Listen to this article
Each time I visit New York, restaurants seem to a play a bigger role in the city’s life. Twenty years ago, over lunch with Bryan Miller, my onetime counterpart at The New York Times, he explained how the sheer volume of restaurants in the city was directly connected to the price of property. Only the wealthy could afford an apartment with a dining room; those who couldn’t met in bars, cafés and restaurants.
Two years ago, at Calliope on the Lower East Side, Pete Wells, one of Miller’s successors, recounted how the research for his reviews was taking far longer than before.
Not only have many of the more exciting restaurateurs and chefs moved to Brooklyn or Queens in search of affordable rents, they also do not take reservations. A long journey is followed by a long wait.
The topic of reservations came up again over a drink with an Englishwoman now on her second tour of duty in New York with her husband. She gave a graphic description of how she hovers over her computer trying to snag a time slot via the online reservation system OpenTable. “Making a reservation in a New York restaurant has become the city’s latest blood sport,” she opined.
Nevertheless, I managed to eat at three restaurants, travelling in a mere 60 blocks from Korea to northern Italy to Kentucky. (Each place was extremely noisy – my counterpart at Bloomberg apparently packs a decibel counter.)
My voyage began on West 52nd Street at Danji, the Korean word for the clay jars that contain kimchi, soy and fermented miso. These line the shelves of a narrow dining room that has counter seating for 36 at the front, plus some smaller tables at the back. The rest of the interior is, crucially, light wood so that the overall impression is as bright as possible. Drawers in the tables to put the menus in once your order has been taken are a clever feature.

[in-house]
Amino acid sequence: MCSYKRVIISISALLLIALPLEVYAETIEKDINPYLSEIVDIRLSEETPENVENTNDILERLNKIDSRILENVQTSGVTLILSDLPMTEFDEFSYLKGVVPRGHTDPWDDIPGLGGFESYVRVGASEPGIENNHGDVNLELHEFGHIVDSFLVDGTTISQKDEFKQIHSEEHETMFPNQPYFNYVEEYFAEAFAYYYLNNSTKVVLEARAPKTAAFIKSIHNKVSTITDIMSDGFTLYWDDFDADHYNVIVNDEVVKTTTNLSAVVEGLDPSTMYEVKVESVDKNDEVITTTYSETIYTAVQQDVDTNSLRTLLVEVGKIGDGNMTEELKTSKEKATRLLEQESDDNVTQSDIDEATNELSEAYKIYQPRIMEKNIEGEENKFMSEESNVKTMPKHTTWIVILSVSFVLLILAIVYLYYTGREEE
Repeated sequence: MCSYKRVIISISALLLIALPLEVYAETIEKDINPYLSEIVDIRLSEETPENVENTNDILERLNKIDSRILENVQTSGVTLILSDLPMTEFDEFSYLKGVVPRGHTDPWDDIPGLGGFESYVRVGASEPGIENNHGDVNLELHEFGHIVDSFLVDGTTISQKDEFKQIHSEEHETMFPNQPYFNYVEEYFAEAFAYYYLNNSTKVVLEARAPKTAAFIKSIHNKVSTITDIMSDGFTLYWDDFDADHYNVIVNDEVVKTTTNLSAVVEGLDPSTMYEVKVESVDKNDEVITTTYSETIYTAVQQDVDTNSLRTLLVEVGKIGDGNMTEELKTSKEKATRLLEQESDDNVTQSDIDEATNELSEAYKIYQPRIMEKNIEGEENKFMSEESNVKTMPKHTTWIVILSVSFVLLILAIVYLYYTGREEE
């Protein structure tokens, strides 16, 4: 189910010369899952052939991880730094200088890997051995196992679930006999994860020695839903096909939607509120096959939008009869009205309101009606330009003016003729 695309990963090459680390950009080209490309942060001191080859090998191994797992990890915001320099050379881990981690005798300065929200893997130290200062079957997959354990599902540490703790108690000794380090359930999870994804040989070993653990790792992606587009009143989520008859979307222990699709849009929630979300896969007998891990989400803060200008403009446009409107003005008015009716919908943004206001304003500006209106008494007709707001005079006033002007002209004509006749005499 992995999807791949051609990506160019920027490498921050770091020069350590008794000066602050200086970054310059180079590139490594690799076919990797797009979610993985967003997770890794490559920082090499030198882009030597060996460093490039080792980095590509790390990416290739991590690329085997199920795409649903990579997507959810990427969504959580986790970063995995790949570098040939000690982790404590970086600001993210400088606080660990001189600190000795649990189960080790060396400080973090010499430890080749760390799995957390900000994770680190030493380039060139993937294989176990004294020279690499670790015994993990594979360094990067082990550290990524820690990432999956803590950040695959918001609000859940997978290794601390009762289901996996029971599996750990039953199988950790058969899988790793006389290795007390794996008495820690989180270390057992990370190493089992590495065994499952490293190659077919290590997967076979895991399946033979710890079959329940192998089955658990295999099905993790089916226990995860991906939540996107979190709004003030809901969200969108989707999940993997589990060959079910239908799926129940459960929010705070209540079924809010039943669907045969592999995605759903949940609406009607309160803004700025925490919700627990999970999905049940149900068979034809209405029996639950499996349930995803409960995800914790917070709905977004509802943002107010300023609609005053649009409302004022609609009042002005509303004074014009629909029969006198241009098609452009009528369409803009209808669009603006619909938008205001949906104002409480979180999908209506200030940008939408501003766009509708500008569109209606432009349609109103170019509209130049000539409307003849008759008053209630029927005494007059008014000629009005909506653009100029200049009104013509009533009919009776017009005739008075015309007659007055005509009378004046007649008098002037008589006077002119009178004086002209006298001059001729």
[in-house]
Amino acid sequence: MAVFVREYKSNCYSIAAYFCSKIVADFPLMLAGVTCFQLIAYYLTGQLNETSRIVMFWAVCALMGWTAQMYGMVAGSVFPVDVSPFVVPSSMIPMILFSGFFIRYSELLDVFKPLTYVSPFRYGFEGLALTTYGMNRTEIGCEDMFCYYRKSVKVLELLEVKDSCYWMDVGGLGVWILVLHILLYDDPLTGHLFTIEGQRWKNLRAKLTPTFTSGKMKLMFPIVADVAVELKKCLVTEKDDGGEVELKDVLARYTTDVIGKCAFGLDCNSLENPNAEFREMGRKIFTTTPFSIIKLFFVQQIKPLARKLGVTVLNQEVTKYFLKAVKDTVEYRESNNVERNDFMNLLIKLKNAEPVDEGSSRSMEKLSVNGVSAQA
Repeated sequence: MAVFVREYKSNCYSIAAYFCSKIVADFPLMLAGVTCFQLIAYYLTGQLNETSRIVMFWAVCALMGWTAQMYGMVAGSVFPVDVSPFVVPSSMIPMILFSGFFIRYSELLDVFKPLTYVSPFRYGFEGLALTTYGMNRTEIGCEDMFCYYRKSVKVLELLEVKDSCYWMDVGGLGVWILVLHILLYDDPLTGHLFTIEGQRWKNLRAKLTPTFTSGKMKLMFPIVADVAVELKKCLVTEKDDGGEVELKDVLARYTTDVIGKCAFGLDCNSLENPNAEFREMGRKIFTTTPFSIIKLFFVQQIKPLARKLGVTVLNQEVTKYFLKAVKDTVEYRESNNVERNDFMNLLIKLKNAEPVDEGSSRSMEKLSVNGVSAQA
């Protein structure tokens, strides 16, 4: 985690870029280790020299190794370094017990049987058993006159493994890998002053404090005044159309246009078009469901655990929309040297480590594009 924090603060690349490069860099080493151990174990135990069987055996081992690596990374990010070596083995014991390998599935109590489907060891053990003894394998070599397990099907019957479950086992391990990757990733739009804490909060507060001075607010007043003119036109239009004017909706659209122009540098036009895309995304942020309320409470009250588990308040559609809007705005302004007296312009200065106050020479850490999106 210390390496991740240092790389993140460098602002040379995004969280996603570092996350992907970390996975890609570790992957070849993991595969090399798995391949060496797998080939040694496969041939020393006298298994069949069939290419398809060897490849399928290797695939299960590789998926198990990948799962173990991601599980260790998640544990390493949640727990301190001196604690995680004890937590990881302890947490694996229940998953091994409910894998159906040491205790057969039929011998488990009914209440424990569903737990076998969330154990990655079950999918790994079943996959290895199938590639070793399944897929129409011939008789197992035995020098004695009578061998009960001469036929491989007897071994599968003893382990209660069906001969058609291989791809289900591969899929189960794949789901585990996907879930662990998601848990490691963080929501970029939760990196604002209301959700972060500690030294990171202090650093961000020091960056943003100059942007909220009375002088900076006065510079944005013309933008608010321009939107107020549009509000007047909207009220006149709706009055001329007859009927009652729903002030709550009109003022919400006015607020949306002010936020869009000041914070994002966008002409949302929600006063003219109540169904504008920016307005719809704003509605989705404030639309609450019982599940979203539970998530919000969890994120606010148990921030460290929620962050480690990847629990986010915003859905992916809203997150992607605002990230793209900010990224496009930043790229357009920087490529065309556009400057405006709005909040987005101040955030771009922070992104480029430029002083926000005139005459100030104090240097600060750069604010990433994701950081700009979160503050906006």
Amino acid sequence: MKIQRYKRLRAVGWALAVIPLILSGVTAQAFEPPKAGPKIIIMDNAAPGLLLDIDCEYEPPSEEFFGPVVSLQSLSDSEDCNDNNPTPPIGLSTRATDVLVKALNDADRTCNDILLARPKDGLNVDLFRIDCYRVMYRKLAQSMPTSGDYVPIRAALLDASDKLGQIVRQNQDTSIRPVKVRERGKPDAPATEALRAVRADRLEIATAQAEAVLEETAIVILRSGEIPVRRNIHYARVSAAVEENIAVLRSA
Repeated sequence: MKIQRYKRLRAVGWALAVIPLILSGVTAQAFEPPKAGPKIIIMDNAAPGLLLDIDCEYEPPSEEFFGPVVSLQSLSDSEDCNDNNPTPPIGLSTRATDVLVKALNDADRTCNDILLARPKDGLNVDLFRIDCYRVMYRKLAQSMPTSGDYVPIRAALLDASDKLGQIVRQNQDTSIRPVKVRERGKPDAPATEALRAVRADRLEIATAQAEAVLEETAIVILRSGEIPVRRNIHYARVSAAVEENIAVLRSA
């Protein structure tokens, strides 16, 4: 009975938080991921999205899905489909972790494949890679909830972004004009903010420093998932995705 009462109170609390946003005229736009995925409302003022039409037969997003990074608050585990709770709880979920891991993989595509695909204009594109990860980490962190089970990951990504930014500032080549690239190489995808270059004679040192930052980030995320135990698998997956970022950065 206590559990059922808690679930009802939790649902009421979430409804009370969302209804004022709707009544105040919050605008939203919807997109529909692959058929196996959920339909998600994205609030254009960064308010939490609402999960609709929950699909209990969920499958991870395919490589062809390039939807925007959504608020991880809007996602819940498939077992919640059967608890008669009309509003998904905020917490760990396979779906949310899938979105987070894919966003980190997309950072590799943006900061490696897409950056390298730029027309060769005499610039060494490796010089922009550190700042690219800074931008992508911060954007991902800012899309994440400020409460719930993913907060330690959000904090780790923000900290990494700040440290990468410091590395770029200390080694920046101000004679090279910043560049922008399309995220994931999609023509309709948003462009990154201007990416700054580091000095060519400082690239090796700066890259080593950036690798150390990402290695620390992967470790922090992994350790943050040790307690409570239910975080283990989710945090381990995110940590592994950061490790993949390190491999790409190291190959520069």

Hooni Kim, chef and proprietor, as he is of Hanjan on West 26th Street, is one of an increasing number of Korean chefs who are cooking so well across the US. Kim learnt much of his technique working under Daniel Boulud, French skills that he has now matched to the highly assertive flavours of Korean cooking.
The highlight of this combination in his starters were five pieces of silky tofu with a ginger dressing and a small bowl of nourishing beef soup. The hot and spicy pork noodles were thankfully not as hot and spicy as they could be, while the beef sliders and gently poached sablefish with daikon were excellent.
Equally memorable was the service, led by Esther Chun. She has been in the restaurant business for 14 years, obviously loves her profession and imbues her staff with the same enthusiasm. The no-reservation policy does increase anxiety levels among customers but Chun handles this with style.
Donna Lennard is the far-sighted creator of Il Buco Alimentari & Vineria on Great Jones Street in NoHo. The immediate impression, on crossing the threshold, is of stepping into Italy. There are aromas of coffee and fresh bread, vast cheeses and hams, and shelves packed with dried goods.
But the buzz around the tables is unquestionably New York. Part of this is down to the way in which Lennard has converted the home of the former Great Jones Lumber Corp into her vision of an Italian restaurant, while incorporating so many of its original features.
Crostini di baccalà, finely diced cod with celery, preserved lemon and piquillo pepper, ricotta with diced cucumber and marinated anchovies and a little gem salad with anchovies and radishes were refreshing starters, while spaghetti with Sardinian mullet roe and sea bass baked with thyme and charred lemons were very Italian mains. The strong US influence came once I met Justin Smillie, the executive chef, who took me on a tour of the basement kitchen where the bread and cakes are baked and the pork cured and smoked.
Finally, to Maysville on West 26th Street. One side is a large bar, packed with bottles of bourbon and rye, while from the other hang three large charcoal drawings of horses. From the kitchen, chef Kyle Knall serves clean and fresh Southern food: shrimp toast; hay roasted oysters; smoked whitefish mousse; pork belly with apples; and grits with bourbon aioli. Excellent – and very New York.
346 West 52nd Street, +1 212 586 2880; danjinyc.com
Il Buco Alimentari & Vineria
53 Great Jones Street, +1 212 837 2622; ilbucovineria.com
17 West 26th Street, +1 646 490 8240; maysvillenyc.com
More columns at www.ft.com/lander